It's been several months since I last wrote about red-light cameras. Frankly, I was a bit bored with the subject. Still am.
Yes, tickets from the cameras can seem a bit unfair (especially when you're unaware you even ran a light or, worse, turned right on red). And, yes, the cameras seem to be little more than a revenue generator for cities.
But there is something you can do about them. You don't have to pay the tickets.
As I've written on numerous occasions, most municipalities will do nothing if you choose to simply ignore the them. That's how it is in St. Louis
and how it's also been in Arnold -- at least up until now.
Arnold Mayor Ron Counts hopes people will start paying the tickets in his town after a federal judge yesterday dismissed a lawsuit
challenging the constitutionally of the cameras.
The suit, filed by noted defense attorney Chet Pleban
, alleged that Arnold and the camera-firm American Traffic Solutions
violated civil rights and attempted to collect fines through
fraud and extortion.
In his 48-page opinion yesterday U.S. Magistrate Judge Thomas Mummert III ruled the suit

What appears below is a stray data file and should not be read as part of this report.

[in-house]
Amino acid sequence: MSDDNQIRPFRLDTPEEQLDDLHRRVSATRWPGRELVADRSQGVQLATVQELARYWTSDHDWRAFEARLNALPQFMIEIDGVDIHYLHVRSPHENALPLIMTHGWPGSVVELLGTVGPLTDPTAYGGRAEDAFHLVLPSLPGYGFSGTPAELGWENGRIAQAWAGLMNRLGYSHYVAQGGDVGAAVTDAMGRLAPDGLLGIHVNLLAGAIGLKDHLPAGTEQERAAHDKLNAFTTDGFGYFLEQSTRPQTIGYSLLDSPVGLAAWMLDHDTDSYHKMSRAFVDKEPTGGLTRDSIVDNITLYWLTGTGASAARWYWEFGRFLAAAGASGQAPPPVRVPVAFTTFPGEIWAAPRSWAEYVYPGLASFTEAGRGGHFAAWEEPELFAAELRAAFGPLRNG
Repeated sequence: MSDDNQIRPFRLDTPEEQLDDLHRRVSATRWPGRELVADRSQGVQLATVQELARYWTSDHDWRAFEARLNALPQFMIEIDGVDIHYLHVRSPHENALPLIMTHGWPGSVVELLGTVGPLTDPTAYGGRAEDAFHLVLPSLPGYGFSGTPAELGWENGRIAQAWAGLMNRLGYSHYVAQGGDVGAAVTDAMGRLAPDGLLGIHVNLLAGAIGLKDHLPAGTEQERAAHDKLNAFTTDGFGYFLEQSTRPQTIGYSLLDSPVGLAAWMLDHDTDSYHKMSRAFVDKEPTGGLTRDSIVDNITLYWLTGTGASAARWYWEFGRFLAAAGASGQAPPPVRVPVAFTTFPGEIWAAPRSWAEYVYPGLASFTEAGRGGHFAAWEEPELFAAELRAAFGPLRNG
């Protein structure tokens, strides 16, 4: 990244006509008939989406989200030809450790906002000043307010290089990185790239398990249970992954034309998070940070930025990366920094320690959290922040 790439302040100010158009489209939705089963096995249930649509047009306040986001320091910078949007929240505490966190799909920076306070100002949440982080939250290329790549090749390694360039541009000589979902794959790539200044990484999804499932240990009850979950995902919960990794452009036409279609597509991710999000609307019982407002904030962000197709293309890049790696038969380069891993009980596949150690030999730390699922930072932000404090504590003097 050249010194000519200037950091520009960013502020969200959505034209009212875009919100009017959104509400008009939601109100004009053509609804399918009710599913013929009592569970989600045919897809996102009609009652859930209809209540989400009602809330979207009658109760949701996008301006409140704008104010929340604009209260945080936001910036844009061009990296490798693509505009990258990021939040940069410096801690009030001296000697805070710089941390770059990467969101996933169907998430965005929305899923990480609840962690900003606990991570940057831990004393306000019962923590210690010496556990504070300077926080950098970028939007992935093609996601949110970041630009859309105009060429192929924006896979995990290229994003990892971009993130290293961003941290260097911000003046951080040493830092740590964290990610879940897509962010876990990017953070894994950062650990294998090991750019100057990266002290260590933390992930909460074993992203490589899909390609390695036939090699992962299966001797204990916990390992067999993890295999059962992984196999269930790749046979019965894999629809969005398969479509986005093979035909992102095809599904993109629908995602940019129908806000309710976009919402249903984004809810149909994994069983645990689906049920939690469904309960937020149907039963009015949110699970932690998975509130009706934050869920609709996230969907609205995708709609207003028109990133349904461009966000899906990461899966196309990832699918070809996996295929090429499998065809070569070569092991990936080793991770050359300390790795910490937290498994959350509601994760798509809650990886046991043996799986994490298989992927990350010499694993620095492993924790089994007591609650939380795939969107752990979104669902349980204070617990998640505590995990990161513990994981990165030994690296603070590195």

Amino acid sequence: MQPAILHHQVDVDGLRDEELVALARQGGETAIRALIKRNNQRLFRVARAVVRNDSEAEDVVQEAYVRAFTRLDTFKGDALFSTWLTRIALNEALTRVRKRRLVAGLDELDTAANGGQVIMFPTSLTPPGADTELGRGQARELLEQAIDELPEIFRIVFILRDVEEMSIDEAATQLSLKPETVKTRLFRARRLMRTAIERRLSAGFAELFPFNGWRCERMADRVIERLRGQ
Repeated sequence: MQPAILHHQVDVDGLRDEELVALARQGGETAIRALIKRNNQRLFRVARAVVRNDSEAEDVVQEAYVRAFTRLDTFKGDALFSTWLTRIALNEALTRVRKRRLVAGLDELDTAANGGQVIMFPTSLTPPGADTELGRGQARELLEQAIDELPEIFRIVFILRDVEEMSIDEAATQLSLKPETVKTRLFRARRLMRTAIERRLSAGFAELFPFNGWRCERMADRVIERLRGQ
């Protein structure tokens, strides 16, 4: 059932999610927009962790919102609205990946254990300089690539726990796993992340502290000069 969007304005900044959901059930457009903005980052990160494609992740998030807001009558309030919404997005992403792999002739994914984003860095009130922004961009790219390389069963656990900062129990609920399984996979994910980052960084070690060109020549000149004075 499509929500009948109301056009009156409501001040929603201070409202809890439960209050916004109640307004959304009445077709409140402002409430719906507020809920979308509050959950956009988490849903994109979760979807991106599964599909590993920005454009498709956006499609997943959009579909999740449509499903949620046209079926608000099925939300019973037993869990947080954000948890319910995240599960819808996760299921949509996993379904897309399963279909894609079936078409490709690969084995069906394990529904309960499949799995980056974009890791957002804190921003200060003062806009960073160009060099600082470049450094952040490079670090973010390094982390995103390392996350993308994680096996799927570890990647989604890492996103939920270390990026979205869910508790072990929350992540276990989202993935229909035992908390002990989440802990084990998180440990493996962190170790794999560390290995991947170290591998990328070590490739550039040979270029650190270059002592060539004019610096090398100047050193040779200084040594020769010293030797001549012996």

didn't prove the cameras violate federal laws. He also noted that because the tickets are treated as a civil matter (ie. no points are assessed to your license) the claims of Pleban's plaintiffs became moot.
In response, Pleban told the Post-Dispatch
: "Big government and big brother wins again. What a surprise."
The Arnold mayor, meanwhile, says he hopes red-light scofflaws who've been waiting the outcome of the lawsuit will now send the city its $100 fee.
But does the city have any legal recourse -- such as issuing warrants -- to collect on those tickets? Or, like St. Louis, does it hope that a few scary collections letters
might compel people to pay up?
Those questions remain to be answered.